I was sick.

Not the kind of sick that kills you or the kind of sick that can't be treated. But rather the slow, insidious sort of sick that makes living each day just a little bit harder, a little more exhausting. An unimpressive and lonely sick, one I didn't feel like explaining the validity of to anyone that didn't specifically ask. And even then, I'd say, "I have anemia, it's pretty bad, but we have a plan to fix it, so it will be fine."

Except, I mostly didn't think I was fine.

When I walked up to my bedroom, I had to stop and breathe on the top stair, there were stars spinning and a black sky in my frontal lobe. I was dizzy and my skin was pale.

I stood in front of the open freezer door, a butter knife in my hand, carving off ice chips from a frozen block and crunching them between my teeth. It's pica, the doctor said. Be glad you're not craving dirt. But if it had been dirt I was craving, I would have scooped it by the handfuls into my mouth.

What the body thinks it needs, the body gets. It's powerful business.

More than anything, though, I was tired all the time. A friend might say, "I'm exhausted!" and I might nod sympathetically, but inside I was thinking, what a careless thing to say, and she doesn't know how exhausted REALLY feels.

And this made me bitter, the space between her not understanding and my own hardening self-pity.

I shut people out, I closed the doors on friends. They couldn't know.

And so, the bad days grew more frequent. And the more I felt sorry for myself, the smaller my world became.

When the hematologist advised IV iron transfusions, my world had condensed to the size of an infusion room: four walls, two chairs (one of them empty) a television that never came on, an IV pole with a scary computer attached. I went alone to the first infusion, barely telling anyone but my husband and a few close friends. I hated needles, I had passed out at the lab the week before. I was less than bitter but more than indifferent, I was consumed by myself and my own worry, hungry for some relief. Walking into the Infusion Center, it felt like an annoying dream, another bad day in a string of bad days.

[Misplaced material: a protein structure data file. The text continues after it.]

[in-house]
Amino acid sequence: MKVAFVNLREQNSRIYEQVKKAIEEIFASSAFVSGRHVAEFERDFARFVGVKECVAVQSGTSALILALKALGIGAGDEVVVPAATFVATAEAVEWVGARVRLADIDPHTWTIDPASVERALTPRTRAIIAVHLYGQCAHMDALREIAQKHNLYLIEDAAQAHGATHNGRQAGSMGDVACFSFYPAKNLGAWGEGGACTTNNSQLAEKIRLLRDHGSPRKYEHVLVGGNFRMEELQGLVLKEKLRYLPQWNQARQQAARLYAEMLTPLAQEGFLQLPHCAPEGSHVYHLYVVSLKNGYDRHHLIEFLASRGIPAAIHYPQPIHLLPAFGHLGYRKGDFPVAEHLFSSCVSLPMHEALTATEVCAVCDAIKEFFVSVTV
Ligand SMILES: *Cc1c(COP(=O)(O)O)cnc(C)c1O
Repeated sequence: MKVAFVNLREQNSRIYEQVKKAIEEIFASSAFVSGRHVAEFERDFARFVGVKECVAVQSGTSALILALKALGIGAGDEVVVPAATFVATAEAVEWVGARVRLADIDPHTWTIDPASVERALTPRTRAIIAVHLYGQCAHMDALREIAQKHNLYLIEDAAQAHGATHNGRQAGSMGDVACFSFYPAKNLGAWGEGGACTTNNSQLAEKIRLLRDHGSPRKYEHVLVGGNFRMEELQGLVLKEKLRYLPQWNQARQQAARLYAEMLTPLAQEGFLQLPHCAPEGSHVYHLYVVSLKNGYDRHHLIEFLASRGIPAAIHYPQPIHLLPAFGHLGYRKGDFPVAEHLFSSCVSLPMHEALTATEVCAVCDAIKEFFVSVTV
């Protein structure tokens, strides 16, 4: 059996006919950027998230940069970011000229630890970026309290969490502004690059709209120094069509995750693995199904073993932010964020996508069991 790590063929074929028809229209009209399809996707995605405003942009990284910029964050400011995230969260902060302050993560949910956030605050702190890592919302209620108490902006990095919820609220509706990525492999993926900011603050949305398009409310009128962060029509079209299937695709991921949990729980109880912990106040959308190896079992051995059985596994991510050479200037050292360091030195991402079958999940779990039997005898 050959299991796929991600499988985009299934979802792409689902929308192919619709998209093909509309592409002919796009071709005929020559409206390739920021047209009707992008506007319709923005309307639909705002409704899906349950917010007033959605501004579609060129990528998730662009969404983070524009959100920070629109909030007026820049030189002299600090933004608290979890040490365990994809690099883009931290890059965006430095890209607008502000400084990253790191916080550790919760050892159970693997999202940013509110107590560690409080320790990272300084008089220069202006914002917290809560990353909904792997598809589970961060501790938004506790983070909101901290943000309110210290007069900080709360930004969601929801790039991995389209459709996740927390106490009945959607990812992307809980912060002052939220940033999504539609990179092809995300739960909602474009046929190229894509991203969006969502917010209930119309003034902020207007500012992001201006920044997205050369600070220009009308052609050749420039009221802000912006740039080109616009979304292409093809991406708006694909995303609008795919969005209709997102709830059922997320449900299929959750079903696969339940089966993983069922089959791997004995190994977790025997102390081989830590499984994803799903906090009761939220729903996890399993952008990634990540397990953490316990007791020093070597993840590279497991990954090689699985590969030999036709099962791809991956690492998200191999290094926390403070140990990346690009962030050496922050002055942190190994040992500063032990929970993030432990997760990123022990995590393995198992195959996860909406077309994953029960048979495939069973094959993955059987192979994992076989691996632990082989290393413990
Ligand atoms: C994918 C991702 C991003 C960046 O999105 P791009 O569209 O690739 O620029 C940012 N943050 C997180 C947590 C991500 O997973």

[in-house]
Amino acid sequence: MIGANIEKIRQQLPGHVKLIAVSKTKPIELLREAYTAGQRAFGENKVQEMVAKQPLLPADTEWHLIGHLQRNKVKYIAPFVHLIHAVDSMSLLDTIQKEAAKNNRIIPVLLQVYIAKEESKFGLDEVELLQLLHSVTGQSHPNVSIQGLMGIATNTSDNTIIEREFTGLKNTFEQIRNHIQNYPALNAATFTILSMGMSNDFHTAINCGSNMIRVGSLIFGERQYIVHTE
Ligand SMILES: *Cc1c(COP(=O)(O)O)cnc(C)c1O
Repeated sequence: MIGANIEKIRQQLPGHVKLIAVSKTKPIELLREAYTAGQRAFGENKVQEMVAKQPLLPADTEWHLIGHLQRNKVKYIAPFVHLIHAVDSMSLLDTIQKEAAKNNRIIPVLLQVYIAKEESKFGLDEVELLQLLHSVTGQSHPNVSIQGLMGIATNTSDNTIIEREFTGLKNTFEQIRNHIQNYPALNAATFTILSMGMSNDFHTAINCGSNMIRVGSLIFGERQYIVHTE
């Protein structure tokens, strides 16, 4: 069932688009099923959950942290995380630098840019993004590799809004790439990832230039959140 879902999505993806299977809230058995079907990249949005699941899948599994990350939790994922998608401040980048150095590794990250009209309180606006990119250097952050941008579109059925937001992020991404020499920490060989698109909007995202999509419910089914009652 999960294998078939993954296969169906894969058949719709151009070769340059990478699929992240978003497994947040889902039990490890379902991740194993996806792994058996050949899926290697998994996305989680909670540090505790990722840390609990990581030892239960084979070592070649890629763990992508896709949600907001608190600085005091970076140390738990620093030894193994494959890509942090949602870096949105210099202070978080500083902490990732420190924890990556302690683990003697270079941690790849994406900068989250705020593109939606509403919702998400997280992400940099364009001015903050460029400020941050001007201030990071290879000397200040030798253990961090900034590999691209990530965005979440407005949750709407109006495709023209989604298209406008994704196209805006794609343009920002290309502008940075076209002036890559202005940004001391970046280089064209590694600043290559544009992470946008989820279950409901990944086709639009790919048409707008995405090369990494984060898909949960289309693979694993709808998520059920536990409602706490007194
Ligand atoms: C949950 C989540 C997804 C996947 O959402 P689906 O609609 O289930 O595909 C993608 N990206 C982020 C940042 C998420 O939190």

So I hunched in the small, pink room, with a shot of iron doled out in a black tarry dose. That liquid gold dispatched into my veins, to make me strong again, to help me crawl out of the tiny space that I had settled into, hoping it would work for me. The nurse had left the door to the small room open just a crack. And while I hunched, I listened to the noises and conversations that drifted all around me, in the other infusion rooms and the sterile hall.


Almost everyone was there for chemotherapy, I saw them as I walked down the hall coming in. Bald heads and thin arms. The walls, covered with notices for Cancer Support Groups and Arranging Hospice seminars.

And yet, unlike mine, the voices around me were still cheerful. Or if they were not cheerful, they were the voices of people doing the business of living. Briskly communicative, functional and pleasant.

I heard lots of people laughing. Sick people, mind you. Sicker than me. They were discussing dinner plans. Doing work, writing thank-you notes. I was surrounded by people, with thin hands empty but not outstretched, who were being spoon-fed medicine gratefully. Hopefully. People who were using all their strength, trying not to die, but were still doing heavy work -- the work of trying to be whole and trying to be happy.